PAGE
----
For Bezos, to manage stress means identifying what the next step of action is and simply executing it.

#3. Love What You Do – Elon Musk, CEO of Tesla

Many people consider him the “real world Iron Man” for taking steps in revolutionizing how humans travel (Hyperloop) and colonizing Mars.

The billionaire admitted once on Twitter that building a company comes with “great highs, terrible lows, and unrelenting stress”.

To cope, Musk firmly believes that you simply have to go through the challenges and pain “and make sure you really care about what you’re doing”.

That love for your work and what it stands for is the most important thing that will help you push through moments of great adversity.

And similar to Bezos’ answer, Musk is always looking for the “critical path” that’s causing problems.

Once identified, he will do everything he can to address it so the project can move forward.

#4. Read a Book – Mark Cuban, Owner of the Dallas Mavericks, CEO of AXS TV

Mark Cuban is an avid reader. Aside from learning about a bunch of new things, he finds it as an excellent way to relax and keep stress away.

In today’s age of social media and the internet, reading books is like a quick island getaway from the hustle and bustle of Facebook notifications and Instagram posts.

Even the world’s most admired investor, Warren Buffet, shares this as his secret to his success.

#5. Go to the Bathroom (Or Another Quiet Place) – Oprah Winfrey, CEO of HARPO Entertainment

Once recognized as the world’s most popular talk show host, Oprah is now a multi-billionaire media mogul.

In her book, “What I Know for Sure”, she shares that her method of dealing with stress is going to a quiet place. “A bathroom cubicle works wonders. I close my eyes, turn inward, and breathe.”

#6. Get Some Sleep – Arriana Huffington – Founder of The Huffington Post and CEO of Thrive Global

After collapsing due to severe exhaustion which cut her eye and broke her cheekbone in 2007, Arriana was diagnosed with an acute case of burnout. After the incident, she realized how important sleep and rest is to the body.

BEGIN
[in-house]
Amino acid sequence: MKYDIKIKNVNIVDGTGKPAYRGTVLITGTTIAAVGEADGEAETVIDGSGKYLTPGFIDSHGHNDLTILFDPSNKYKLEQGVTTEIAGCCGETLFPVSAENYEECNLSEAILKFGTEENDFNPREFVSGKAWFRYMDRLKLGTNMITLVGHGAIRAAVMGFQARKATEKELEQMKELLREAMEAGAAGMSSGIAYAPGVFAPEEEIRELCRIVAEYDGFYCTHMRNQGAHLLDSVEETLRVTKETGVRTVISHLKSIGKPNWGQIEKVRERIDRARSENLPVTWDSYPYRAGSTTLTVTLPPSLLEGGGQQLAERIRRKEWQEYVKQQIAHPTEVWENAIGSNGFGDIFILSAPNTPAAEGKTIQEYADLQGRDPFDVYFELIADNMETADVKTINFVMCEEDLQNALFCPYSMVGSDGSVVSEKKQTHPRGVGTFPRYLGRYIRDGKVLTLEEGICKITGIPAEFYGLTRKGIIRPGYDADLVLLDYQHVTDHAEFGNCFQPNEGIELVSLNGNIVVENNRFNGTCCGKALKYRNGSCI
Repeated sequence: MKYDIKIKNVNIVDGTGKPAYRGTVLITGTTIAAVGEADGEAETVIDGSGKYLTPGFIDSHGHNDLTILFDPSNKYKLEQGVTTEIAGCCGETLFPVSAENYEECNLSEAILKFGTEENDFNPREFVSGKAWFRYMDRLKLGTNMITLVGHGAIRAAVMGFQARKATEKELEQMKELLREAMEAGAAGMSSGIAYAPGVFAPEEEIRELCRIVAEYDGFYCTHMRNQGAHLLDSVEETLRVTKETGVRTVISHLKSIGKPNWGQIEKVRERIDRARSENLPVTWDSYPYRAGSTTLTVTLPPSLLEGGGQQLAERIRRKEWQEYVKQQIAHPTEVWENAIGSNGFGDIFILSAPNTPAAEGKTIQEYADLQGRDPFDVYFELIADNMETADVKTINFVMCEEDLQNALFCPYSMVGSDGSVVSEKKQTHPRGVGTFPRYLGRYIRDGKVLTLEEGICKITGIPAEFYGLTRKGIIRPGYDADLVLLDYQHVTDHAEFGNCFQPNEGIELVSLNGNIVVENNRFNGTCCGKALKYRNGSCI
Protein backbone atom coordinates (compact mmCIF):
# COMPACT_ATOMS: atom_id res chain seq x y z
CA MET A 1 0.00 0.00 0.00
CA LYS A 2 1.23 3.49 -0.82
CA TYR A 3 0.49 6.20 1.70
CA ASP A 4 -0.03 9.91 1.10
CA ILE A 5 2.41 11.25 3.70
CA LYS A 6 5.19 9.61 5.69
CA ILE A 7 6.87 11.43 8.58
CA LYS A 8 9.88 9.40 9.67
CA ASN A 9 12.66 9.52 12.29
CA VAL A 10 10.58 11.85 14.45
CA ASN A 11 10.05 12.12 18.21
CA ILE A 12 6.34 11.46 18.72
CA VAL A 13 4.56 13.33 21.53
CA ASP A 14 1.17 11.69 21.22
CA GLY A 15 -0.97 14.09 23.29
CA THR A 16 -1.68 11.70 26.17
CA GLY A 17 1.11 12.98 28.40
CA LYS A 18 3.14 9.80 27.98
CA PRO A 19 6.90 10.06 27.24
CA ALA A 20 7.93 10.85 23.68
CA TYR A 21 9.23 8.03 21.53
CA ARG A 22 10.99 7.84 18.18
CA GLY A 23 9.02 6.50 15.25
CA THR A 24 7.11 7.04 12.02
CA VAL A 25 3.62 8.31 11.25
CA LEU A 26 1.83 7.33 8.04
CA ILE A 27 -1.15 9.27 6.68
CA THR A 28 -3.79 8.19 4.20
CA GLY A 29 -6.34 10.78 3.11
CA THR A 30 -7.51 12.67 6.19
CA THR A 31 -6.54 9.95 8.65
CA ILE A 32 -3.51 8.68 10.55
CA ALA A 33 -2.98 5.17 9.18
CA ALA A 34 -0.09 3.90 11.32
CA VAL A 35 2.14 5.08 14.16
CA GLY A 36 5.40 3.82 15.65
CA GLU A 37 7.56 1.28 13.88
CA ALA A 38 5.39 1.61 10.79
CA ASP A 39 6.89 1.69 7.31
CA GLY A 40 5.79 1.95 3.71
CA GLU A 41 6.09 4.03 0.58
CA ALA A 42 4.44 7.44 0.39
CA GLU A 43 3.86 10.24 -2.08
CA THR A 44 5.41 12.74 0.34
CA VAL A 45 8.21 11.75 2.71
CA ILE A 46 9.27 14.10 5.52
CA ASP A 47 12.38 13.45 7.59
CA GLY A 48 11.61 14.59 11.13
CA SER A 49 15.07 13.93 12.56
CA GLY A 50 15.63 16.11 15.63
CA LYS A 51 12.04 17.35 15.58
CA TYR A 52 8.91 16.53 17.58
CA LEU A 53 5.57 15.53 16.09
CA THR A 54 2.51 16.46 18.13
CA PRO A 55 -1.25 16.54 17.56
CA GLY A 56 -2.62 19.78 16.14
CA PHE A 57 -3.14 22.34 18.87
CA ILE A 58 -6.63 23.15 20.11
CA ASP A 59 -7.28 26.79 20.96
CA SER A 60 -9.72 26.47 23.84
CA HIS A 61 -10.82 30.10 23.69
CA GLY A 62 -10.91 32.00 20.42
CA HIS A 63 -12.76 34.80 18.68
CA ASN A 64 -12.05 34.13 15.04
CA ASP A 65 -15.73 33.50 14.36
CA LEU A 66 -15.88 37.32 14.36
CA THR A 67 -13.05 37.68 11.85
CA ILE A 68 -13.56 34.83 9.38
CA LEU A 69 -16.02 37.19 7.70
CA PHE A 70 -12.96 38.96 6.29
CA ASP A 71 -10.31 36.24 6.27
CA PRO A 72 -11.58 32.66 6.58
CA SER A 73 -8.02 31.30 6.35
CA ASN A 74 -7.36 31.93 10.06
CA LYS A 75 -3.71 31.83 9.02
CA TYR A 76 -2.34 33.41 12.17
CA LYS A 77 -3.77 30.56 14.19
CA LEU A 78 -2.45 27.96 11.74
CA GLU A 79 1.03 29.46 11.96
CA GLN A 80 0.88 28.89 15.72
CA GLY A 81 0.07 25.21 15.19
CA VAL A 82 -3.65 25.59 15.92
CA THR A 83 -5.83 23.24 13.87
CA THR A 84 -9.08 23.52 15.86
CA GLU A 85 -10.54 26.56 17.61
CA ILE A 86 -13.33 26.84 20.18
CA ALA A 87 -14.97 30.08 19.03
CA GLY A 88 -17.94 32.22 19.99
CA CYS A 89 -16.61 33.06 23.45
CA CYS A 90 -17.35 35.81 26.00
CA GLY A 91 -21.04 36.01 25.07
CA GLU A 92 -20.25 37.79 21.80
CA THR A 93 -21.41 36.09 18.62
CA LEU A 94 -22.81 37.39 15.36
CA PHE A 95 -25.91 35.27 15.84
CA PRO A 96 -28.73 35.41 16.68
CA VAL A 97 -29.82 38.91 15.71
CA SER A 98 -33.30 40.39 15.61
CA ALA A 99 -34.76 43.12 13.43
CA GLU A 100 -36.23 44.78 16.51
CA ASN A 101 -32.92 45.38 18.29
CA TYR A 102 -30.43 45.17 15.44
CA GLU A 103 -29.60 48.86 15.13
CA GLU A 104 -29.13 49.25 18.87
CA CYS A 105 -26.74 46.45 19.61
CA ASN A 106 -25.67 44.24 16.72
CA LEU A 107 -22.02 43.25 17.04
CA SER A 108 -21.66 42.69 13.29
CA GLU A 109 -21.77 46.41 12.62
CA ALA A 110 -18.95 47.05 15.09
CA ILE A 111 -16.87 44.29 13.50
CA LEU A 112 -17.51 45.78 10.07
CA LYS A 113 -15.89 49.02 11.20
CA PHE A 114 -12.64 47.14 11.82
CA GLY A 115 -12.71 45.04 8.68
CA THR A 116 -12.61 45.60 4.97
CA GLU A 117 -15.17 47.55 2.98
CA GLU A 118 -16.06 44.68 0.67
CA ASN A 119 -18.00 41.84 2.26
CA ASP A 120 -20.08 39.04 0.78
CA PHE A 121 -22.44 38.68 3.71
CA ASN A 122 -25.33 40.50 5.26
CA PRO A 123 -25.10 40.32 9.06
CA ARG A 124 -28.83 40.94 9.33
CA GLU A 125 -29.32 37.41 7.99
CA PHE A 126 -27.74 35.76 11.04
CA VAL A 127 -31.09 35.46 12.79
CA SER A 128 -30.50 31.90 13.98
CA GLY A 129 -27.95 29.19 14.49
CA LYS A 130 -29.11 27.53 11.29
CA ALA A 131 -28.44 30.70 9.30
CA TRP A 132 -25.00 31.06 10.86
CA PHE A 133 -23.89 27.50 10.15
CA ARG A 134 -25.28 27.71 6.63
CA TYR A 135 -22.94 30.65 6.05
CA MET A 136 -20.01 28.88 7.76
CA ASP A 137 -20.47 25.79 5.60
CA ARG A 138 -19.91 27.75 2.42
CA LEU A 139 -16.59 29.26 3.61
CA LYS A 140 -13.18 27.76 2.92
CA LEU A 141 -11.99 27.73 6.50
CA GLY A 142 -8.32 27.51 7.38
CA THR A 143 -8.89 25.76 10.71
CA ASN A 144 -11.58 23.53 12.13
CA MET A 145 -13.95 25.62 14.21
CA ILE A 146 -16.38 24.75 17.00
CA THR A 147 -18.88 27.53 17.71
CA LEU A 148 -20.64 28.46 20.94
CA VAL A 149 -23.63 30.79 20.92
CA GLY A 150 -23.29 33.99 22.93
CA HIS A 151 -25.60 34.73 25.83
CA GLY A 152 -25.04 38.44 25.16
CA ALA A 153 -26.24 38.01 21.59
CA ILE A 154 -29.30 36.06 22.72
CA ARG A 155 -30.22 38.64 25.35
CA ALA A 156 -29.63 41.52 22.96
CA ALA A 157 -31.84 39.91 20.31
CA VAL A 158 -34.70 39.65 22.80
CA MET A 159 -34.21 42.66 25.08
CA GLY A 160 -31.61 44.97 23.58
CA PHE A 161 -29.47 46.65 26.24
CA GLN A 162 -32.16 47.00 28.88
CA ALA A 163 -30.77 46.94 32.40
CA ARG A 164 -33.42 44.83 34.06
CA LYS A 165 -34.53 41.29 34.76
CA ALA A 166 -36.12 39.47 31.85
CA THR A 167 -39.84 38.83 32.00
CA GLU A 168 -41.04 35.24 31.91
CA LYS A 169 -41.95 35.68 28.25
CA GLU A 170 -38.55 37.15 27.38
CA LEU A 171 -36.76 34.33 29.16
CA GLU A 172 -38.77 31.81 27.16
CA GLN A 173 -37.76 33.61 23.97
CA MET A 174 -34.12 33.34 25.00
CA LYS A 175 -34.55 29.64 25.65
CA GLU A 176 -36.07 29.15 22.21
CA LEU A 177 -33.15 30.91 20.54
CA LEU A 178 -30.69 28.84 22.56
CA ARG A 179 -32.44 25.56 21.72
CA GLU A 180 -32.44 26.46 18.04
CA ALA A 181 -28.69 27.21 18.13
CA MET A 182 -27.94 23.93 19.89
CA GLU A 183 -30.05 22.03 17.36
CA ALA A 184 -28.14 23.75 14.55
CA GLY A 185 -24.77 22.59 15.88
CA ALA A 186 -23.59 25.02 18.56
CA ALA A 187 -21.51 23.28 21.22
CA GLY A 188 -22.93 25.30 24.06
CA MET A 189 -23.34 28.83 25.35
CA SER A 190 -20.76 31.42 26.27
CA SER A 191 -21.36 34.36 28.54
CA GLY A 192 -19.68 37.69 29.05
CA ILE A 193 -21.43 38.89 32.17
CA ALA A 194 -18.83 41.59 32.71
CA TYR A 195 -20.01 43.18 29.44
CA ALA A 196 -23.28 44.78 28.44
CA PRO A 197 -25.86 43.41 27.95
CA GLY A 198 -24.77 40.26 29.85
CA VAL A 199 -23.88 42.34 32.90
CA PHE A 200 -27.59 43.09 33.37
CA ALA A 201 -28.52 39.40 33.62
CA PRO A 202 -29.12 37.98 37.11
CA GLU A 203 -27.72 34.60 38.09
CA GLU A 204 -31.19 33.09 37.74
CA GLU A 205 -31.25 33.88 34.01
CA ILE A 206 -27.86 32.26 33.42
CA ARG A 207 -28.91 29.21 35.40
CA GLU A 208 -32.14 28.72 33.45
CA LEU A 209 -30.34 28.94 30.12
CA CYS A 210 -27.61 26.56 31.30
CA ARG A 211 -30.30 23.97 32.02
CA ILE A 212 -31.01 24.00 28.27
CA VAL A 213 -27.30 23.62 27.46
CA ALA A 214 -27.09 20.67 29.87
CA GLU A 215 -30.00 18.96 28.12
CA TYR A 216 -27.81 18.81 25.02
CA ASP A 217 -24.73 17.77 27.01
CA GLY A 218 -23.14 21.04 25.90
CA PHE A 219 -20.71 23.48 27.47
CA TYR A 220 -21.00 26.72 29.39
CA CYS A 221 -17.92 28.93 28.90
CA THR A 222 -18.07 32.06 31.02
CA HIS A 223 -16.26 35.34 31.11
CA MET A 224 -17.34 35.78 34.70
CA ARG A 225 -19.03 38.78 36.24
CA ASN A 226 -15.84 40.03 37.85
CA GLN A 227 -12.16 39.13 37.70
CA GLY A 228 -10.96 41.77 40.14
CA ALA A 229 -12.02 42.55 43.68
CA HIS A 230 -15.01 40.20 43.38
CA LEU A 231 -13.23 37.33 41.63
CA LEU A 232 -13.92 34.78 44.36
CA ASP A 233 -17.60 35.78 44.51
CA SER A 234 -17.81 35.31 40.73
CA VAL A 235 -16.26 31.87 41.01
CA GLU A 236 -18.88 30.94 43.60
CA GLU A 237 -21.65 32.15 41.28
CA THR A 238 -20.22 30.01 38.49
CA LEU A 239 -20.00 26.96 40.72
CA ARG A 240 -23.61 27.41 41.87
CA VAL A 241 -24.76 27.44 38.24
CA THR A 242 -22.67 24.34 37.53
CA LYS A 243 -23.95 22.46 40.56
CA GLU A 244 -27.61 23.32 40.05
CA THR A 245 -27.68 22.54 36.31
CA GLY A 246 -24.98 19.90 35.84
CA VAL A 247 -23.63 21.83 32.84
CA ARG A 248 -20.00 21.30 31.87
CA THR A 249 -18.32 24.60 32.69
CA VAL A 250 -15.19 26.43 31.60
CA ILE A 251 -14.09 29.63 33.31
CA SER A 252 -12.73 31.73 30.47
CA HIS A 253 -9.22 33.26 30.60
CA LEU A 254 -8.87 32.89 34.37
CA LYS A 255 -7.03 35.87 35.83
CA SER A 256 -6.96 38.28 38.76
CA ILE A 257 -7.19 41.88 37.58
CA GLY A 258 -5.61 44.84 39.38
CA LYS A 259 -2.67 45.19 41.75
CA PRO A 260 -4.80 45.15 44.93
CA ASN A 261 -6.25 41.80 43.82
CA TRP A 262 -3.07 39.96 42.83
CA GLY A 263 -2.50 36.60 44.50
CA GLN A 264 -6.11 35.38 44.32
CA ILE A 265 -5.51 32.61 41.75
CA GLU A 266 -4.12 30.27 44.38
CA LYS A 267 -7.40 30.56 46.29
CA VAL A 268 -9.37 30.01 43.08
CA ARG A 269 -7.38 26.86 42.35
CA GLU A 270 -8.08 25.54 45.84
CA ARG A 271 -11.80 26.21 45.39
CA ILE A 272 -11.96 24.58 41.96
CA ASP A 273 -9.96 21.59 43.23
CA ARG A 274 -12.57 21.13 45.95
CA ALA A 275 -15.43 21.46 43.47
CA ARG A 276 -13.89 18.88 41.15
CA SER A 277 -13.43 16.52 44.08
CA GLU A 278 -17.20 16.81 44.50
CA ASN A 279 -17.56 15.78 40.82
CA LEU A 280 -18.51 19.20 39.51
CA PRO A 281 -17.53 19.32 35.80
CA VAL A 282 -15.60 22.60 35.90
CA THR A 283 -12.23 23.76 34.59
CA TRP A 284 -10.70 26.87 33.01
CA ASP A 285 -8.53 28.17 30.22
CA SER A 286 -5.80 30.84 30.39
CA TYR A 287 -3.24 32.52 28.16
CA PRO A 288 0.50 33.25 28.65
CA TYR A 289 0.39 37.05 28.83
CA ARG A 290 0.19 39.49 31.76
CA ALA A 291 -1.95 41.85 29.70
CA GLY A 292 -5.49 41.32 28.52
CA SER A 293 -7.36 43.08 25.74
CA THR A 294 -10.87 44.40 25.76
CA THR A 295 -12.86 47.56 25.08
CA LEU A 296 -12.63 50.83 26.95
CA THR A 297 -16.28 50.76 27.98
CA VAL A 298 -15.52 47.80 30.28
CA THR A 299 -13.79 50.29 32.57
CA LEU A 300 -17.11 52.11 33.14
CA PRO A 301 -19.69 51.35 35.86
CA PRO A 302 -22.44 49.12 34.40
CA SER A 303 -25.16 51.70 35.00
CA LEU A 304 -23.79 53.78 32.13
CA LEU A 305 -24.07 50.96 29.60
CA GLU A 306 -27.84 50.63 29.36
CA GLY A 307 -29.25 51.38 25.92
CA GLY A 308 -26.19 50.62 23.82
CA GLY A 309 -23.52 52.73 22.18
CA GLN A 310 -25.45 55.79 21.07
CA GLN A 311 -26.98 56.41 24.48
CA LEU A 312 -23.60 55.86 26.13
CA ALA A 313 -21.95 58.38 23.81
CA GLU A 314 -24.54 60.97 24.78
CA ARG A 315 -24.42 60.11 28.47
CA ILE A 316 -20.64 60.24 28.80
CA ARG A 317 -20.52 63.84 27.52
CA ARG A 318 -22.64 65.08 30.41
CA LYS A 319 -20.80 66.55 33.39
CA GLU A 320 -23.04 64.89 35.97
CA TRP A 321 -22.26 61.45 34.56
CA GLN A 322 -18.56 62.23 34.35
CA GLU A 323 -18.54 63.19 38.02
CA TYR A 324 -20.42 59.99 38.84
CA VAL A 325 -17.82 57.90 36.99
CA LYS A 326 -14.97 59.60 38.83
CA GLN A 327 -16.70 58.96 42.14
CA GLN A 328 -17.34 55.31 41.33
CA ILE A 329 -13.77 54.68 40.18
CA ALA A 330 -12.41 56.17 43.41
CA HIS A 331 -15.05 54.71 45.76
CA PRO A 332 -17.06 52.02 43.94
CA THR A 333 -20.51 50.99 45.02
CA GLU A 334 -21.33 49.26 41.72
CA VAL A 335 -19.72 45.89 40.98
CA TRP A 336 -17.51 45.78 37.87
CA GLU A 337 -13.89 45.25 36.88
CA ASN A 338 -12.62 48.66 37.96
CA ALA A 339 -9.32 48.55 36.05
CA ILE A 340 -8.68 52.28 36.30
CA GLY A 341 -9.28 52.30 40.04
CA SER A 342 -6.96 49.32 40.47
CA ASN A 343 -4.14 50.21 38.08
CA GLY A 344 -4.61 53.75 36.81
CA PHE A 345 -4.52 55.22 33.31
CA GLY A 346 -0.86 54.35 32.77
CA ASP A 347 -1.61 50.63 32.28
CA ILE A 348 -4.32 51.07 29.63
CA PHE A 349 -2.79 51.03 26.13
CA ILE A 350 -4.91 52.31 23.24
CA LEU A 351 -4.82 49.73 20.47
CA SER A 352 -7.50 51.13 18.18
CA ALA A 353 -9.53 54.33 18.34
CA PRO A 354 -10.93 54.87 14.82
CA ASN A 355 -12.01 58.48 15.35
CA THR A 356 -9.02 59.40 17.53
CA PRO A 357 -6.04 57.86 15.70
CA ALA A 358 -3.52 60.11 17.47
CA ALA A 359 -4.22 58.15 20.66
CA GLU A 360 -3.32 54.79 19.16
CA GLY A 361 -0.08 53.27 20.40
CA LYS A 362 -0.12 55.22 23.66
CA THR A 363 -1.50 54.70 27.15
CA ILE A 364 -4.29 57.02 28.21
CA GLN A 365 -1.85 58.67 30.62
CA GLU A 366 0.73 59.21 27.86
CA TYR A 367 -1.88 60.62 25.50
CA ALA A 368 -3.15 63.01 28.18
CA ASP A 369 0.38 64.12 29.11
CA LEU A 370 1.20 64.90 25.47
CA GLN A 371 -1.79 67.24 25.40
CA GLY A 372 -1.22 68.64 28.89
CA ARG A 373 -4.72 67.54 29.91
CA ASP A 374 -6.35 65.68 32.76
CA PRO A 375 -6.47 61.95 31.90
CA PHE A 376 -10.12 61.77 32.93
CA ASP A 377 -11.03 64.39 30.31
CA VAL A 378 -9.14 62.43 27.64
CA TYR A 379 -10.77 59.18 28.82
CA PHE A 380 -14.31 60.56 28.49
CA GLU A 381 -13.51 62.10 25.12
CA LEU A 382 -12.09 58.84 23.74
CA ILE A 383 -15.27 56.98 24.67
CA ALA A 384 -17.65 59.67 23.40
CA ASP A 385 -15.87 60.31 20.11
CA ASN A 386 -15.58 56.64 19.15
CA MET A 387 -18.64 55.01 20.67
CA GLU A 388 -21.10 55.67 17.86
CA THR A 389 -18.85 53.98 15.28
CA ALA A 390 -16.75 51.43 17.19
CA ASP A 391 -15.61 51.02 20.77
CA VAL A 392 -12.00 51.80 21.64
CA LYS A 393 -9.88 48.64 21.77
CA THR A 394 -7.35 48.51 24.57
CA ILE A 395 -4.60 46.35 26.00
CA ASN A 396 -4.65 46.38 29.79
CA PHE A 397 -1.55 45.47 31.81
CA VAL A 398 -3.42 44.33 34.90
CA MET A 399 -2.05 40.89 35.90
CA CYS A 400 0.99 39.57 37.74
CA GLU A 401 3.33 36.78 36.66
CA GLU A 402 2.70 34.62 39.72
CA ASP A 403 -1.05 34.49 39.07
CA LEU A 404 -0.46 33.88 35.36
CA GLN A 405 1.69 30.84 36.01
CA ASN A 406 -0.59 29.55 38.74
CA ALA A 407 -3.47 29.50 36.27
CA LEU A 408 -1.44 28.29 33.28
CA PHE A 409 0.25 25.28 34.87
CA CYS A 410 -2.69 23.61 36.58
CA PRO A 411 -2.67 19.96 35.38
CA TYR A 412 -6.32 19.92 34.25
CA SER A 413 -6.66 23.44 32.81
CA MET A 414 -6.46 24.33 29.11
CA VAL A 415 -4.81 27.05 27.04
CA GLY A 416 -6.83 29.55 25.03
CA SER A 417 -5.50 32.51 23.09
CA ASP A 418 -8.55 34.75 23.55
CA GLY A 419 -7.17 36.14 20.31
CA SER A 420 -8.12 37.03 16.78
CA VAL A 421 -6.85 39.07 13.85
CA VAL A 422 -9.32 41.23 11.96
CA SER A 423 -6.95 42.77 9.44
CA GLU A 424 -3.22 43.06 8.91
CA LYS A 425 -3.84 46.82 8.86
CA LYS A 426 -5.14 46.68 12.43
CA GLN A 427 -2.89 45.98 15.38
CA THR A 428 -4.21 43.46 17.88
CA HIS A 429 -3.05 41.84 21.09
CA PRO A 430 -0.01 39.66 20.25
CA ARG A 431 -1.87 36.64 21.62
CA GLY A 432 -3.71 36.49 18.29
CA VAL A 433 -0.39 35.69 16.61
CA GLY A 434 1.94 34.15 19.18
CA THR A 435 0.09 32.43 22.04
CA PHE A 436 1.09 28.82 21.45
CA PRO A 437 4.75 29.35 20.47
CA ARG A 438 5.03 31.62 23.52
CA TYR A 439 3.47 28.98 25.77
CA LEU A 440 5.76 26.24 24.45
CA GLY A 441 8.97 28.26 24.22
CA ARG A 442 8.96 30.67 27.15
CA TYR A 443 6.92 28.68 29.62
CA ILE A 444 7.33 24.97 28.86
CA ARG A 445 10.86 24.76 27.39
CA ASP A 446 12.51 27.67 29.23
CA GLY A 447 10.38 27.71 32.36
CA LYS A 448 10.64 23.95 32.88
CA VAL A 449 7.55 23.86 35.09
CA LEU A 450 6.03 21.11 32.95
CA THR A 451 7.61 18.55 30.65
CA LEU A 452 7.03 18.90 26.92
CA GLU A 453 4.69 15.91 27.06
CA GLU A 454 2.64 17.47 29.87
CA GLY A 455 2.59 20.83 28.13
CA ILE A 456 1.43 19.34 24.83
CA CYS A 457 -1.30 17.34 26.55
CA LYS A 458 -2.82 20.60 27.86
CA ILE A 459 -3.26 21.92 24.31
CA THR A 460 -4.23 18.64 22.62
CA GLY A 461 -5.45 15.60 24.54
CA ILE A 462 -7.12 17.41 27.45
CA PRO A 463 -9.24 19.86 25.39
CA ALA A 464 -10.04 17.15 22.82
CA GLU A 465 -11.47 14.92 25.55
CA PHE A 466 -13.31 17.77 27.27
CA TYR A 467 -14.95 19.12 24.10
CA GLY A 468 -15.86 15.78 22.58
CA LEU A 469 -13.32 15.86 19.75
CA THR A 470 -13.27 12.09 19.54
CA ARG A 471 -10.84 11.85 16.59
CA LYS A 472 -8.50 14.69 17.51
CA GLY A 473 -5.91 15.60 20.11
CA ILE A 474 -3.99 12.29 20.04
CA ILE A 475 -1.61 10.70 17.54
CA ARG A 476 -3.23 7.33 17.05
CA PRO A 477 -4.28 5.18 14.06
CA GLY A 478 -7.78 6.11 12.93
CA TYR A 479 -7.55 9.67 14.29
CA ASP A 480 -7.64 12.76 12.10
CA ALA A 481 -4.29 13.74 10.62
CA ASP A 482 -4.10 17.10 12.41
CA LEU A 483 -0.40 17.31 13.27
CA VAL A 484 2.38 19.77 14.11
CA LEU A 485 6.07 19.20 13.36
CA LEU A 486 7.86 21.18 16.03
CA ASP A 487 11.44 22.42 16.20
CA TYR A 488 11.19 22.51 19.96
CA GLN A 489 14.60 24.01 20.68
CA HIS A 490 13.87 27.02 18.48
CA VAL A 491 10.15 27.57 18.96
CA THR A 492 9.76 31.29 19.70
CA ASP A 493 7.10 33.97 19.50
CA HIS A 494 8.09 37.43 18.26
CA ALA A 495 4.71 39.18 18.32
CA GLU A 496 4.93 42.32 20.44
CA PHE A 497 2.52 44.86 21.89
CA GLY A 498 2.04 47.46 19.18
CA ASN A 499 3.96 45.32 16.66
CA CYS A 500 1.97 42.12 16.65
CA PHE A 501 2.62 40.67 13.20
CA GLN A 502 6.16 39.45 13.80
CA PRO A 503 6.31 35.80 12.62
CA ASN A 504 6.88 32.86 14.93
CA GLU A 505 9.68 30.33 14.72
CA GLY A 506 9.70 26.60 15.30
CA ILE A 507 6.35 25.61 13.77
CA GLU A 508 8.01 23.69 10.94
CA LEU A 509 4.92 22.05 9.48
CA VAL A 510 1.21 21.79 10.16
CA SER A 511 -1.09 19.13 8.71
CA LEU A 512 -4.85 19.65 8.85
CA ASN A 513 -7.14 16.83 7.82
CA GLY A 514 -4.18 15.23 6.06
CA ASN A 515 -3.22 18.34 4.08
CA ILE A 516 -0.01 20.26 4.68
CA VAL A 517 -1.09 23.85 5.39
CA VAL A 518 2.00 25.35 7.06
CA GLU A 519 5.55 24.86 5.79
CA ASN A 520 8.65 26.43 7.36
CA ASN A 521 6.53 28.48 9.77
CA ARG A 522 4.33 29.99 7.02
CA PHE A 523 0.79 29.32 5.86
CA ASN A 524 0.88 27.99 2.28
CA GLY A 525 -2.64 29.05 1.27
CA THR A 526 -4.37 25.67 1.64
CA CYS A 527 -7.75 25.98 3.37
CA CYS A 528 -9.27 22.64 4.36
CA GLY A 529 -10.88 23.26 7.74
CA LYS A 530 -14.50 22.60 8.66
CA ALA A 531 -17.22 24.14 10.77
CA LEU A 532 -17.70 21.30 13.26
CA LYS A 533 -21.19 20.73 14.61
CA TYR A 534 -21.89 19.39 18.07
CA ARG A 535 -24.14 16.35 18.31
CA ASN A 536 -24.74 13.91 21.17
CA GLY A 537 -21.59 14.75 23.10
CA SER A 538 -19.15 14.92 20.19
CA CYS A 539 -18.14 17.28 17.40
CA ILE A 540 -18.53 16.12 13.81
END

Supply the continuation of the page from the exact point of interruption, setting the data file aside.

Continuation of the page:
This breakthrough lead her to writing best-selling books, Thrive and The Sleep Revolution. It also opened up the gates for launching her company, Thrive Global.

#7 Take a Walk – Jack Dorsey – CEO of Square, Co-founder of Twitter

The Twitter co-founder schedules time within his busy work day to take a stroll and meditate.

He wakes up extra early (around 5:30AM) to meditate. Instead of reaching for his phone during breaks like most people do, he leaves the office to walk outside as a way to recharge.

For time management, he’s also a big fan of batching/theming his days to perform certain tasks.

For example, Mondays are for meetings, Tuesdays for product development, Wednesdays for networking, and so on. He says it keeps things simple and easy to remember.

#8. Relax With Music – Warren Buffet – CEO of Berkshire Hathaway

Once hailed as the world’s richest man, Buffet spends most of his days reading.

When he needs to recharge, he plays two things close to his heart: The game of bridge and the ukelele. He even played the instrument on live TV once.  

Use the Right Approach When Dealing With Stress

Experiencing all kinds of stress is part of everyday life. The key is to be aware that we are experiencing it and identify what triggers it.

Next, apply one or a combination of the tips mentioned above based on your preference.

With diligence, you would be able to reduce the amount of stress you’re experiencing and keep a healthy, happy mind and body.


About Amiel Pineda

Amiel Pineda is the Head of Content at Grit PH. Prior to freelancing full-time, he worked in the financial services industry for nearly a decade. He also writes on his personal blog, Homebased Pinoy, where he shares tips and guides as a work-from-home freelancer.